After some more stalling — does she want to know one thing he likes a lot, Holden asks her, or one thing he just likes? — he admits, not to her but to the reader, that all he can think of are two nuns collecting money in “beat-up old straw baskets” and a boy he “hardly even” knew (“a skinny little weak-looking guy”), who was harrassed and bullied by six other students until he jumped out a window and fell to his death. Holden describes running downstairs to find the boy “dead, and his teeth, and blood … all over the place, and nobody would even go near him. He had on this turtleneck sweater I’d lent him. All they did with the guys that were in the room with him was expel them. They didn’t even go to jail.”

While Holden’s reliving this incident, Phoebe’s waiting. He still hasn’t answered her question. “You can’t even think of one thing,” she says, and when he insists, “Yes I can. Yes I can,” she says, “Well, do it, then.”

She’s relentless. Even after he finally thinks to mention liking his dead brother Allie, she won’t let him off: “Allie’s dead — You always say that! If somebody’s dead and everything, and in Heaven.”

He tries to defend himself (“Just because somebody’s dead, you don’t just stop liking them, for God’s sake”), but she’s not done yet. “All right, name something else,” she says. She’s harder on him than a parent or a teacher; no one but the author himself, speaking through his purest, brightest character, could get away with such an inquisition. “Name something you’d like to be. Like a scientist. Or a lawyer or something.” As Holden says in an earlier chapter, “if you tell old Phoebe something, she knows exactly what the hell you’re talking about.” She also shares Salinger’s by now well-known fondness for The 39 Steps (“She knows the whole goddam movie by heart”).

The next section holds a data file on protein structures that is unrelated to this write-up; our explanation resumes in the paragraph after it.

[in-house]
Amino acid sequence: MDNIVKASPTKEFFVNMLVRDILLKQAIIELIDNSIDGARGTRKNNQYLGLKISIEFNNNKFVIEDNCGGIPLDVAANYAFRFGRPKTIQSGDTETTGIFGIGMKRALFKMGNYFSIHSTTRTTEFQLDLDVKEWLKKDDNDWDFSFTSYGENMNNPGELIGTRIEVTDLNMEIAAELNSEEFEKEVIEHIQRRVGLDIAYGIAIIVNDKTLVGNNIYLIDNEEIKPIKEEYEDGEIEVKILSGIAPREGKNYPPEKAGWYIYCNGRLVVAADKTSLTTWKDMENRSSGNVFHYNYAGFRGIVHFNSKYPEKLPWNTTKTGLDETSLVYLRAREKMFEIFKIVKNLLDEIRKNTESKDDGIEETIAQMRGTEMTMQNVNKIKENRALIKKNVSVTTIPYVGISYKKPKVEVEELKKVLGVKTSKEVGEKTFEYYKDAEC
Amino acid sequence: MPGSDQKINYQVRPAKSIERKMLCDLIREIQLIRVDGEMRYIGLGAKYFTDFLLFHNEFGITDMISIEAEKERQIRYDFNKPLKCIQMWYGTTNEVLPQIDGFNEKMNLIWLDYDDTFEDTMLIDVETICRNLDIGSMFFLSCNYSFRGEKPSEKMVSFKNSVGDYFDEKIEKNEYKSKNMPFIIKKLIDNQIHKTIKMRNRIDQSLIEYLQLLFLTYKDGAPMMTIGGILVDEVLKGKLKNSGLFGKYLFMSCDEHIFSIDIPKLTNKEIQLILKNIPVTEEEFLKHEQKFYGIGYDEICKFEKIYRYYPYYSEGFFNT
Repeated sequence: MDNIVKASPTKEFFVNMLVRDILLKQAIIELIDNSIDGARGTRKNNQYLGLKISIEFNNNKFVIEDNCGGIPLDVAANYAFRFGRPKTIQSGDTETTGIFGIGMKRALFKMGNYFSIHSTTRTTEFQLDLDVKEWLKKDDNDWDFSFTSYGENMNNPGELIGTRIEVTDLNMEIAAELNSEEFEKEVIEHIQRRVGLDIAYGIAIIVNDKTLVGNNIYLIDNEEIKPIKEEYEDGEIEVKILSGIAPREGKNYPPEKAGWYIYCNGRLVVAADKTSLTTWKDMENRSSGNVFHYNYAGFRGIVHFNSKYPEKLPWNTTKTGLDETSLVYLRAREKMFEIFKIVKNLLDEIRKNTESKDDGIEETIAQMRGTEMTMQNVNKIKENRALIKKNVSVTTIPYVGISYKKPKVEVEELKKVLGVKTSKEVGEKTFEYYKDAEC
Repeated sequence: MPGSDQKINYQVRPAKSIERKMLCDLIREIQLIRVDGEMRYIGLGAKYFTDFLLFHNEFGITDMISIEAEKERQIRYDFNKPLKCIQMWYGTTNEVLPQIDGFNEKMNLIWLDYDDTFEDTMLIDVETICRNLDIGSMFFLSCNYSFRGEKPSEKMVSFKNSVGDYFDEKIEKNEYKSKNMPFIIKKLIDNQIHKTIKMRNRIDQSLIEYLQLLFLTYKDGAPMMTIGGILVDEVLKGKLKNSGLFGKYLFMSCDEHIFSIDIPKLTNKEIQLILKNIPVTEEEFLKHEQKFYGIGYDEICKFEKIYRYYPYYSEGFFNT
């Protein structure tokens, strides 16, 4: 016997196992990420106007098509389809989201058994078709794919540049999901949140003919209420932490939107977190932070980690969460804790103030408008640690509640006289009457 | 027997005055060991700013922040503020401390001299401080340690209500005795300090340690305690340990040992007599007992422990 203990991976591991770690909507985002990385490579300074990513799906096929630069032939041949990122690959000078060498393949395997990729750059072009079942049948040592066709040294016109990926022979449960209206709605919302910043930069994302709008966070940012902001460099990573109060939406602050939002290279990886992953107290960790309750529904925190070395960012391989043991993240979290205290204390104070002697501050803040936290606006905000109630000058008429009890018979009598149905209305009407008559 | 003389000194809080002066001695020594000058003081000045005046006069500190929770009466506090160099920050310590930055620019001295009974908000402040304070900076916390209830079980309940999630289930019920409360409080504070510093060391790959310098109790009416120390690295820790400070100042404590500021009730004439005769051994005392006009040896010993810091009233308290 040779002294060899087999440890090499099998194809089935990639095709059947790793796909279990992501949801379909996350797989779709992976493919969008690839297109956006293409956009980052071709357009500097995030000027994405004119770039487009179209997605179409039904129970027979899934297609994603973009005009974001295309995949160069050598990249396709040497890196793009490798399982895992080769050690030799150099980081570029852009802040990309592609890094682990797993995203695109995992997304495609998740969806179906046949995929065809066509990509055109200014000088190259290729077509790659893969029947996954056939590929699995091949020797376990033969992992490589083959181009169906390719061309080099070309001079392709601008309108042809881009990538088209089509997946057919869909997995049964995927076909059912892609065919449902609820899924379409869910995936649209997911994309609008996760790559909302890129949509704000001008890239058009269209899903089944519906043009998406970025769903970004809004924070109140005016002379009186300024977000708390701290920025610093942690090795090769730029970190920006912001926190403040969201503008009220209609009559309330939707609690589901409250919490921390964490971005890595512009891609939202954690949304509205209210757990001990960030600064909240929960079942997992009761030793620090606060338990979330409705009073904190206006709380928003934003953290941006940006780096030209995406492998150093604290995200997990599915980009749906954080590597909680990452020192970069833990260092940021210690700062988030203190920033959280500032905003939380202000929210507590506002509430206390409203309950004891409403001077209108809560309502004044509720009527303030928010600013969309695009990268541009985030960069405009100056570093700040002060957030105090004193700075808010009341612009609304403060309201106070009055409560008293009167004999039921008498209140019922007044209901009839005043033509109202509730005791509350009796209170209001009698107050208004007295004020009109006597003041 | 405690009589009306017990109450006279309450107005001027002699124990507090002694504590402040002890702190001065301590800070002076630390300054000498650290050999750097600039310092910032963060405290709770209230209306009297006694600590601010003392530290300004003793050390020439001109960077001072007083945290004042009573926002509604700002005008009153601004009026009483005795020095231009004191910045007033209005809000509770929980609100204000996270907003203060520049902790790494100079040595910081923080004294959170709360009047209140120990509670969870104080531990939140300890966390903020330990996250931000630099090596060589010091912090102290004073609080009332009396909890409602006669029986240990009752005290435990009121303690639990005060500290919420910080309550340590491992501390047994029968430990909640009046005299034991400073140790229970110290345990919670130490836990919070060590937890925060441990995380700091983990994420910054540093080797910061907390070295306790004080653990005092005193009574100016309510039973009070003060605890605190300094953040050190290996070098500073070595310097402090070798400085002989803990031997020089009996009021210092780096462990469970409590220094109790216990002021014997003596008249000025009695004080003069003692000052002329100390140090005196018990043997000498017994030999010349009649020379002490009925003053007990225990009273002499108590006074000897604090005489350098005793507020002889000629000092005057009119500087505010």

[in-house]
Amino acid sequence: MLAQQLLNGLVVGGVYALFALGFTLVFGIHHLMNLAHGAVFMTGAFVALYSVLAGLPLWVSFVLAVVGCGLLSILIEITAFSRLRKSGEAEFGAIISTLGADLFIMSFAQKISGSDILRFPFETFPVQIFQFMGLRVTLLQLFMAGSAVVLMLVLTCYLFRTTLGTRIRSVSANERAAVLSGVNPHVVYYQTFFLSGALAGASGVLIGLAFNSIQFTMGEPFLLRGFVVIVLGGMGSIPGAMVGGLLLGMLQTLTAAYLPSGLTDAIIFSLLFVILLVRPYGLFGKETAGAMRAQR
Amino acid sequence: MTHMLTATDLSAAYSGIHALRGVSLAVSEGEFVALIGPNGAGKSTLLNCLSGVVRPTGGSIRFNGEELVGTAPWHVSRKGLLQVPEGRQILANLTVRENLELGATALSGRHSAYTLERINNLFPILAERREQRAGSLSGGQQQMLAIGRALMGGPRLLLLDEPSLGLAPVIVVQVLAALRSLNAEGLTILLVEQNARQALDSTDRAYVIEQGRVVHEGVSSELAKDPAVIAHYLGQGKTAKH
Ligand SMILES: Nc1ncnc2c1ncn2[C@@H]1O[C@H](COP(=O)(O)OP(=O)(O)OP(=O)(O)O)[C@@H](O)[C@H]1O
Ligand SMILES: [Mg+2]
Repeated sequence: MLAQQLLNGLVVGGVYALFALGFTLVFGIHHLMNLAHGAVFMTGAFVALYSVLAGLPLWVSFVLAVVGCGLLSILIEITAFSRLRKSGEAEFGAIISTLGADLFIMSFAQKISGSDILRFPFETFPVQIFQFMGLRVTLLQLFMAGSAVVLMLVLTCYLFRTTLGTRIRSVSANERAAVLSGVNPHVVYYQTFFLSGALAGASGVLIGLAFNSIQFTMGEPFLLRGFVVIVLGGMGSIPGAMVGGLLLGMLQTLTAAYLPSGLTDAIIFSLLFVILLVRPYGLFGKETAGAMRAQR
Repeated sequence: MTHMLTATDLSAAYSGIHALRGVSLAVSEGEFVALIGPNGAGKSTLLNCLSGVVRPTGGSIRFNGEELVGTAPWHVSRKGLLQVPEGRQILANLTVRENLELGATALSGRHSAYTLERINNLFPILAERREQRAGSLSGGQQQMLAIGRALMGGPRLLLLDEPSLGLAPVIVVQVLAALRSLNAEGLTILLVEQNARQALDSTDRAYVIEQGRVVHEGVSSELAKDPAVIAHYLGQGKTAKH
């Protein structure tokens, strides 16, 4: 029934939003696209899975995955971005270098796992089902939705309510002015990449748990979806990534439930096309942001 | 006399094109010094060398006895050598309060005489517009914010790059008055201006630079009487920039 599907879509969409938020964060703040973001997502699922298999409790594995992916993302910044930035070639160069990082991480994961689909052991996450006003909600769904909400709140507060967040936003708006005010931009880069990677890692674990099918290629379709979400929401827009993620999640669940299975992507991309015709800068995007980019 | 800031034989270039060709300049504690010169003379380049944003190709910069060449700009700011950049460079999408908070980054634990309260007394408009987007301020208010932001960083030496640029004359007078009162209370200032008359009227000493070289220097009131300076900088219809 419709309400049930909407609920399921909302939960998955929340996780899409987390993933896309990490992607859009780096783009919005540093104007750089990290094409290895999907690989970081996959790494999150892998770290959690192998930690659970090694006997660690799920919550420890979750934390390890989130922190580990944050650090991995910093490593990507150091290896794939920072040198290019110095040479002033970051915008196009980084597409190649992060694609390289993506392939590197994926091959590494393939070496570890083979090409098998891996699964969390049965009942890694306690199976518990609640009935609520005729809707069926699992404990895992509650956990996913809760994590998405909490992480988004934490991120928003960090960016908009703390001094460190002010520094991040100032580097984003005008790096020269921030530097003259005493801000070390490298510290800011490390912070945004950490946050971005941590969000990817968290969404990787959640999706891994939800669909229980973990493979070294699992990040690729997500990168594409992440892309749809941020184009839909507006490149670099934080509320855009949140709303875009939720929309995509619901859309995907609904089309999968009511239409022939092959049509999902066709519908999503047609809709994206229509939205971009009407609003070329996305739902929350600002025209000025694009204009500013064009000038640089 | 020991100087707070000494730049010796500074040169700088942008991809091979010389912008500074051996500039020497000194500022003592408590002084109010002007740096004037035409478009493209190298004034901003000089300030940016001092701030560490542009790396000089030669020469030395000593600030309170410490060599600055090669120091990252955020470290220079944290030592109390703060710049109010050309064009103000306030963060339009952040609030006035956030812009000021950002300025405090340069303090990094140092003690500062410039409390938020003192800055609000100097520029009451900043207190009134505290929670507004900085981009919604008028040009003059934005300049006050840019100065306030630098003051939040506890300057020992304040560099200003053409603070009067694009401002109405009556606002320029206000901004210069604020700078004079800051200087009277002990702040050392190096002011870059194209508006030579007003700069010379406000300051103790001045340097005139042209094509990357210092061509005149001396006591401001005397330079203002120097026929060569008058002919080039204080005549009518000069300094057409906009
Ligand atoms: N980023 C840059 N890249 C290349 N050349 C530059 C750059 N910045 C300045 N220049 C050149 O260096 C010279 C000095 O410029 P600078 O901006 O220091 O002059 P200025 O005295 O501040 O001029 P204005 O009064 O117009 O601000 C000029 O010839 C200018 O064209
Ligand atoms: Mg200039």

Here it’s as if the author’s holding a mirror up to the book, a mirror held in Phoebe’s hands, which is as it should be since at this point in the narrative he’s come to an impasse that’s at the core of the novel and at least marginally relevant to Salinger’s self-imposed exile from the world of publishing, with its bookchat feuds, shallow, lurid, self-serving biographies, and opportunists like “John David California” who would turn Holden into a 76-year-old and his little sister into a drug addict.

Pressed by Phoebe, Holden admits that lawyers are “all right” (as well he should, with a fresh lawsuit from his creator’s lawyers in the works 58 years later) but that the ones who “go around saving guys’ lives and all,” might not be doing it because they “really wanted to” but because what they “really wanted to do was be a terrific lawyer,” with everybody slapping them on the back. “How would you know you weren’t being as phony? The trouble is, you wouldn’t.”